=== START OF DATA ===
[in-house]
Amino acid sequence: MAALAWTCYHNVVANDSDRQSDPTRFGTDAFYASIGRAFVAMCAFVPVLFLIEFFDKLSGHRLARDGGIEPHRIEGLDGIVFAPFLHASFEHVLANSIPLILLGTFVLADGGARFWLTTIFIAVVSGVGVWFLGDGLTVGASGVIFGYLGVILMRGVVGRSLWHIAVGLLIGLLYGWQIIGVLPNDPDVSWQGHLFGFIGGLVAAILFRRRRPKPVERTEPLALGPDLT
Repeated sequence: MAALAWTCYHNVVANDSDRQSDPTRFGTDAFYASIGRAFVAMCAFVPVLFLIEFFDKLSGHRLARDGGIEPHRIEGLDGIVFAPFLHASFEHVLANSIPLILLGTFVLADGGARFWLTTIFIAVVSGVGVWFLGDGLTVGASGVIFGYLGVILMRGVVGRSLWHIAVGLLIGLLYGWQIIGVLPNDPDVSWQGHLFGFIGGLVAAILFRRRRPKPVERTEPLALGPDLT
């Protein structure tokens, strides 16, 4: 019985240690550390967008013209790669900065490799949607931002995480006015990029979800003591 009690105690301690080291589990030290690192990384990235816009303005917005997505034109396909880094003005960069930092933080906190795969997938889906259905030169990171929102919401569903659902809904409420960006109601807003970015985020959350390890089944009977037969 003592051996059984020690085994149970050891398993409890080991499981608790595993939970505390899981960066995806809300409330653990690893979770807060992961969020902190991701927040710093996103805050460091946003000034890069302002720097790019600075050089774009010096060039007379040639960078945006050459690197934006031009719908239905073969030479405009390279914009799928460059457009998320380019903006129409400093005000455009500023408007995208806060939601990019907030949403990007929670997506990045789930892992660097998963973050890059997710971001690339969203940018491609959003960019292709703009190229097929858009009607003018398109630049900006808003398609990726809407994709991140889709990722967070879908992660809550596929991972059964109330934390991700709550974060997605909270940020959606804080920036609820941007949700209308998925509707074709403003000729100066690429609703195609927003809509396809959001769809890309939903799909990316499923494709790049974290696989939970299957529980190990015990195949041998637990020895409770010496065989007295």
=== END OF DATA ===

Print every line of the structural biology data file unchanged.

[in-house]
Amino acid sequence: MAALAWTCYHNVVANDSDRQSDPTRFGTDAFYASIGRAFVAMCAFVPVLFLIEFFDKLSGHRLARDGGIEPHRIEGLDGIVFAPFLHASFEHVLANSIPLILLGTFVLADGGARFWLTTIFIAVVSGVGVWFLGDGLTVGASGVIFGYLGVILMRGVVGRSLWHIAVGLLIGLLYGWQIIGVLPNDPDVSWQGHLFGFIGGLVAAILFRRRRPKPVERTEPLALGPDLT
Repeated sequence: MAALAWTCYHNVVANDSDRQSDPTRFGTDAFYASIGRAFVAMCAFVPVLFLIEFFDKLSGHRLARDGGIEPHRIEGLDGIVFAPFLHASFEHVLANSIPLILLGTFVLADGGARFWLTTIFIAVVSGVGVWFLGDGLTVGASGVIFGYLGVILMRGVVGRSLWHIAVGLLIGLLYGWQIIGVLPNDPDVSWQGHLFGFIGGLVAAILFRRRRPKPVERTEPLALGPDLT
């Protein structure tokens, strides 16, 4: 019985240690550390967008013209790669900065490799949607931002995480006015990029979800003591 009690105690301690080291589990030290690192990384990235816009303005917005997505034109396909880094003005960069930092933080906190795969997938889906259905030169990171929102919401569903659902809904409420960006109601807003970015985020959350390890089944009977037969 003592051996059984020690085994149970050891398993409890080991499981608790595993939970505390899981960066995806809300409330653990690893979770807060992961969020902190991701927040710093996103805050460091946003000034890069302002720097790019600075050089774009010096060039007379040639960078945006050459690197934006031009719908239905073969030479405009390279914009799928460059457009998320380019903006129409400093005000455009500023408007995208806060939601990019907030949403990007929670997506990045789930892992660097998963973050890059997710971001690339969203940018491609959003960019292709703009190229097929858009009607003018398109630049900006808003398609990726809407994709991140889709990722967070879908992660809550596929991972059964109330934390991700709550974060997605909270940020959606804080920036609820941007949700209308998925509707074709403003000729100066690429609703195609927003809509396809959001769809890309939903799909990316499923494709790049974290696989939970299957529980190990015990195949041998637990020895409770010496065989007295």